Nonprofit performance, fund-raising effectiveness, and strategies for engaging African Americans in philanthropy

David M. Van Slyke, Shena Ashley, Janet L. Johnson

Research output: Contribution to journalArticlepeer-review

16 Scopus citations


During the past two decades, the field of philanthropy has grown in its knowledge base, knowledge sharing, and sophistication in reaching out to and cultivating donors and volunteers. The growing literature focusing on African American philanthropy has contributed to that knowledge base. Throughout much of the research conducted, African Americans are found to be an untapped philanthropic resource who have yet to be leveraged. Yet previous studies provide mixed results on giving and volunteering profiles and the impact of certain solicitation strategies. In this study, the authors use survey data from the Atlanta metro region to do what no other study on African American philanthropy has done. Using multivariate analysis, the authors match fundraising strategies to sociodemographic characteristics to create a development taxonomy to assist nonprofits in effectively engaging this group of potential donors. Nonprofit organizations can use these development taxonomies and empirical findings to enhance their fund-raising operations and improve nonprofit performance.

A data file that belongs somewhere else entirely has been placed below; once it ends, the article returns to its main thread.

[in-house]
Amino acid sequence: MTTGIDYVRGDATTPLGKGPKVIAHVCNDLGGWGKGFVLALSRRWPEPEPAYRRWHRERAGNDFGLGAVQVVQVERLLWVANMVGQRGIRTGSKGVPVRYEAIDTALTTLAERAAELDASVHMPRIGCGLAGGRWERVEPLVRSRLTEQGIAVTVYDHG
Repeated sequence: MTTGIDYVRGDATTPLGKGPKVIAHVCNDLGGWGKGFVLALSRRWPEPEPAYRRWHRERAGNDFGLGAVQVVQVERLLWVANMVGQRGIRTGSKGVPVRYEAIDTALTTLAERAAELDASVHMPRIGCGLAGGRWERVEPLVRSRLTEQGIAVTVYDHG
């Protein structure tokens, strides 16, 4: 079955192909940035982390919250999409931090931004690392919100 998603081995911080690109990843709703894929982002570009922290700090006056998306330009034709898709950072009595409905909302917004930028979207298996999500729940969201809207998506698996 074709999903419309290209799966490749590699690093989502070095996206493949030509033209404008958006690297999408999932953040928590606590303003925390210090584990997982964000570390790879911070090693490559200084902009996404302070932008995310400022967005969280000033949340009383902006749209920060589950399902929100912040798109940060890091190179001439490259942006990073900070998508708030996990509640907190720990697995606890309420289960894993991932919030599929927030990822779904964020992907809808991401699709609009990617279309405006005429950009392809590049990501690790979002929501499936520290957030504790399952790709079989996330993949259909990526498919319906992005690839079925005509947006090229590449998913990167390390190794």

Original languageEnglish (US)
Pages (from-to)278-305
Number of pages28
JournalAmerican Review of Public Administration
Issue number3
StatePublished - Sep 2007


  • Fundraising
  • Market segmentation
  • Nonprofit management
  • Philanthropy

ASJC Scopus subject areas

  • Sociology and Political Science
  • Public Administration
  • Marketing


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